Why bother with beliefs? Examining relationships between race/ethnicity, parental beliefs about causes of child problems, and mental health service use.

Joint Doctoral Program in Clinical Psychology, San Diego State University, San Diego, CA 92123, USA.
Journal of Consulting and Clinical Psychology (Impact Factor: 4.85). 11/2005; 73(5):800-7. DOI: 10.1037/0022-006X.73.5.800
Source: PubMed

ABSTRACT In this study, the authors examined the role of parental beliefs about the causes of child problems in predicting later mental health service use in a large, diverse population of at-risk youths. Study hypotheses were that parental beliefs consistent with biopsychosocial causes would be associated with later mental health service use; sociological, spiritual, or nature disharmony etiologies would be negatively associated with service use; and beliefs would partially mediate the relationship between race/ethnicity and service use. Of the 5 biopsychosocial beliefs, 2 were positively related to later mental health service use. Unexpectedly, of the 6 parental beliefs related to sociological, spiritual, or nature disharmony etiologies, only 1 was negatively associated with later service use patterns. Parental endorsement of etiologies relating to physical causes, relational issues, trauma, and prejudice was found to partially mediate the relationship between race/ethnicity and service use for Asian/Pacific Islander American and Latino youths. ((c) 2005 APA, all rights reserved).

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    ABSTRACT: Race/ethnic disparities in utilization of children’s mental health care have been well documented and are particularly concerning given the long-term risks of untreated mental health problems (Institute of Medicine, 2003; Kessler et al. Am J Psychiatry 152:10026–1032, 1995). Research investigating the higher rates of unmet need among race/ethnic minority youths has focused primarily on policy, fiscal, and individual child or family factors that can influence service access and use. Alternatively, this study examines provider behavior as a potential influence on race/ethnic disparities in mental health care. The goal of the study was to examine whether patient (family) race/ethnicity influences physician diagnostic and treatment decision-making for childhood disruptive behavior problems. The study utilized an internet-based video vignette with corresponding survey of 371 randomly selected physicians from across the USA representing specialties likely to treat these patients (pediatricians, family physicians, general and child psychiatrists). Participants viewed a video vignette in which only race/ethnicity of the mother randomly varied (non-Hispanic White, Hispanic, and African American) and then responded to questions about diagnosis and recommended treatments. Physicians assigned diagnoses such as oppositional defiant disorder (48 %) and attention deficit disorder (63 %) to the child, but there were no differences in diagnosis based on race/ethnicity. The majority of respondents recommended psychosocial treatment (98 %) and/or psychoactive medication treatment (60 %), but there were no significant differences based on race/ethnicity. Thus, in this study using mock patient stimuli and controlling for other factors, such as insurance coverage, we did not find major differences in physician diagnostic or treatment decision-making based on patient race/ethnicity.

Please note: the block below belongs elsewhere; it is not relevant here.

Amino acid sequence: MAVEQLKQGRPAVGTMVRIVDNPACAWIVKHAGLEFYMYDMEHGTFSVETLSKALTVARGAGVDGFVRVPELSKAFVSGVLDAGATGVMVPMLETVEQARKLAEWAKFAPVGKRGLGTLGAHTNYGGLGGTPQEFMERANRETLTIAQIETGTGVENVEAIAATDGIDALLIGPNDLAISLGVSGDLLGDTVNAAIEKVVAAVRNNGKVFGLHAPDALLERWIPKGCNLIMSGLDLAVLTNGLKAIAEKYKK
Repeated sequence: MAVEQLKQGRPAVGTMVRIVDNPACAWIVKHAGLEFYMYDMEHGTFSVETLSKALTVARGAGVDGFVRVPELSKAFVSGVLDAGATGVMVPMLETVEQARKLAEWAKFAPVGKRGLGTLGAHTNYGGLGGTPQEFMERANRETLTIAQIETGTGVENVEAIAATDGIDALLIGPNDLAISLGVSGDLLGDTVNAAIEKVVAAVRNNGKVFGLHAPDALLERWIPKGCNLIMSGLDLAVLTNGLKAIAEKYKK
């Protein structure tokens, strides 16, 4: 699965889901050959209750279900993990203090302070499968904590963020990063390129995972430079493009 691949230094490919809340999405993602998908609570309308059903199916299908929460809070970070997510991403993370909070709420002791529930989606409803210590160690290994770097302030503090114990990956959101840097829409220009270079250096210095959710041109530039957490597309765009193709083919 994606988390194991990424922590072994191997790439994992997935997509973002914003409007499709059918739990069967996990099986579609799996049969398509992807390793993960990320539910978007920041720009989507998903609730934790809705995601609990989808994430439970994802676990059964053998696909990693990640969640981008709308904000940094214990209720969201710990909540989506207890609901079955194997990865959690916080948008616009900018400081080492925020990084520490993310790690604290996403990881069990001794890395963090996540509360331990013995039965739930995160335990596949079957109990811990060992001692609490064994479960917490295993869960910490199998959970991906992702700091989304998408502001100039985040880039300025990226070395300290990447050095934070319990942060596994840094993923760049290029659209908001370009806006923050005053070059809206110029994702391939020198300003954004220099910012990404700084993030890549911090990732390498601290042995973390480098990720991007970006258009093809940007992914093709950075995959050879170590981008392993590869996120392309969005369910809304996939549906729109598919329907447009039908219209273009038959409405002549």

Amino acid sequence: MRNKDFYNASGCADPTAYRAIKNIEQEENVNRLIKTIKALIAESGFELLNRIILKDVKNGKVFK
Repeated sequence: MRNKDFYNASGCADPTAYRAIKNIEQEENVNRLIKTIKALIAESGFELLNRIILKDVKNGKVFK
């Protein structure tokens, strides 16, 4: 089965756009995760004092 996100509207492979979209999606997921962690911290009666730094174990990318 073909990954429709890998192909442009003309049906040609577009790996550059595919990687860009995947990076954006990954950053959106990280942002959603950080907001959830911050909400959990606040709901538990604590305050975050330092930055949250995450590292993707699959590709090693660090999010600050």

12/2014; DOI:10.1007/s40615-014-0069-4
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    ABSTRACT: This article used an ecological model to identify relevant ethnocultural factors (ECFs) and to suggest intervention strategies targeting these factors within combined parent–child cognitive behavioral therapy, an evidence-based treatment (EBT) for families at risk for child physical abuse (CPA). Three case vignettes were presented of families of diverse ethnocultural backgrounds, including a multi-racial African American and European American family, an African American family, and an Arab American family, referred to a specialty clinic after an allegation of inappropriate physical discipline or substantiated physical abuse. The vignettes illustrate strategies to address ECFs, including race and ethnicity, immigration, acculturation, religious beliefs, and sociocultural context, related to parental beliefs and practices about child discipline. Intervention strategies presented provide practical guidance for clinicians working with diverse families. The ECFs identified in this paper can also guide future research in selecting relevant variables for empirical studies on the association between ECFs and the primary domains of intervention in EBT for families at risk for CPA.
    Journal of Child and Family Studies 01/2014; DOI:10.1007/s10826-014-9969-5 · 1.42 Impact Factor


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May 26, 2014